Kyudo in the Olympics

Kyudo as an Olympic sport is a straw man which arises every so often in discussions of the art. After all, if tug-of-war and croquet used to be Olympic sports then why not kyudo? (I am not making this up.)
http://en.wikipedia.org/wiki/Croquet_at_the_1900_Summer_Olympics
 

Alas the requirements for a sport to be included in the modern Olympics are somewhat stricter: 

1.1 only sports widely practiced by men in at least seventy five
countries and on four continents, and by women in
at least forty countries and on three continents, may be
included in the programme of the Games of the
Olympiad;
 
1.2 only sports widely practised in at least twenty-five
countries and on three continents may be included in the
programme of the Olympic Winter Games;
 
From the above requirements you can see that few people living today have to worry about kyudo being included in the Olympics unless there is stunning growth in kyudo overseas in the very near future. There is one requirement however which is about to be met: 

3.2 To be included in the programme of the Olympic Games,
events must have a recognised international standing
both numerically and geographically, and have been
included at least twice in world or continental
championships.
 
Country representatives are now gathering in Japan for ratification of the bylaws and other administrative procedures to form the new International Kyudo Federation. One of the major activities of the new IKYF will be the holding of a world kyudo championship every few years with the first one to be held 2009 if all goes well. In theory that would satisfy the world championship requirements. But there is yet another requirement for Olympic sport: 

1.3 only sports that adopt and implement the World Anti-
Doping Code can be included and remain in the
programme of the Olympic Games;
 
Ah yes, the thrill of victory, the agony of defeat and the indignity of urine testing. I must confess that before and after kyudo tests and tournaments I have indeed spent much time peeing into urinals but the idea of someone actually collecting my urine, taking its temperature to be sure it's mine and not someone else's and then analyzing it just makes me want to say eeeEEEEWWWWWW! Where kyudo begins with a bow and ends with a bow, sport kyudo will now end with...well, you get the idea. For those interested in Olympic sport requirements you can click here.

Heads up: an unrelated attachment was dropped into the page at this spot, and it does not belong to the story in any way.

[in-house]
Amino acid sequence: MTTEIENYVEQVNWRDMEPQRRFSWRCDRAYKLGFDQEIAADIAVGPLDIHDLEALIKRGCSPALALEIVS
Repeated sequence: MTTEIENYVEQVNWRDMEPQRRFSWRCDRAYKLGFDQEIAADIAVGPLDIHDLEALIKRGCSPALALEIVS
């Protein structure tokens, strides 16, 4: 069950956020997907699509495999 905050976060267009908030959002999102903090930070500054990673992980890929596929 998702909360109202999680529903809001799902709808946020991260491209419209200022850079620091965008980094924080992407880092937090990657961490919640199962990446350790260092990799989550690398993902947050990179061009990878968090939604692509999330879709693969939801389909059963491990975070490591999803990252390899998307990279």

There is one exception of course to Olympic eligibility rules. Host countries can nominate so-called exhibition sports. And sure enough, that is exactly what Japan attempted for the 1940 Olympics. Judo, kendo and kyudo were added to the Olympic games and had the games not been canceled kyudo would finally have made it to the Olympics. Who knows what would have happened but I have visions of crash courses in kyudo being given to every gaijin in Japan to keep the event from being 100% Japanese. 

In researching kyudo and the Olympics I did find a very interesting article on the Olympics and Judo. The article is about issues surrounding the Olympics, Judo and the effect of TV and funding. But if you substitute the word "kyudo" for "judo" in the article I suspect it may well reflect the state of sport kyudo in a few years. I especially like the opening: 

In 1922 judo founder Jigoro Kano resigned from his position as head 
of the Japan Amateur Athletic Association because he disagreed with 
its policy of encouraging professionals to enter international competition 
in hope of inflating Japanese medal counts. [EN1] A few years later, Kano 
told Olympic leader Pierre de Coubertin that judo was inappropriate for 
inclusion in the Olympics because it was not a sport but 
a school of life: judo, said Kano, was not a game, but instead it was 
"like a church, it teaches a man a moral sense." [EN2] 
 
In 1933, Kano told the young British judoka 
Trevor Leggett that, while he had nothing against competition, 
he was against championships; to his thinking, championships degraded 
people by placing too much emphasis on winning. [EN3] 
Finally, during a luncheon speech given at the 
Pan-Pacific Club in Tokyo on June 14, 1935, Kano complained 
that "competition sometimes makes men go to extremes and results 
in their doing themselves serious internal injury."[EN4]
 
So, despite the International Olympic Committee announcing on 
March 16, 1938 that judo, kendo, and kyudo (Japanese archery) would be 
demonstration sports featured at the 1940 Olympics, [EN5] 
it seems clear that in his time, Jigoro Kano sensei never wanted 
judo in the Olympics. 
 
You can find the article by clicking here.

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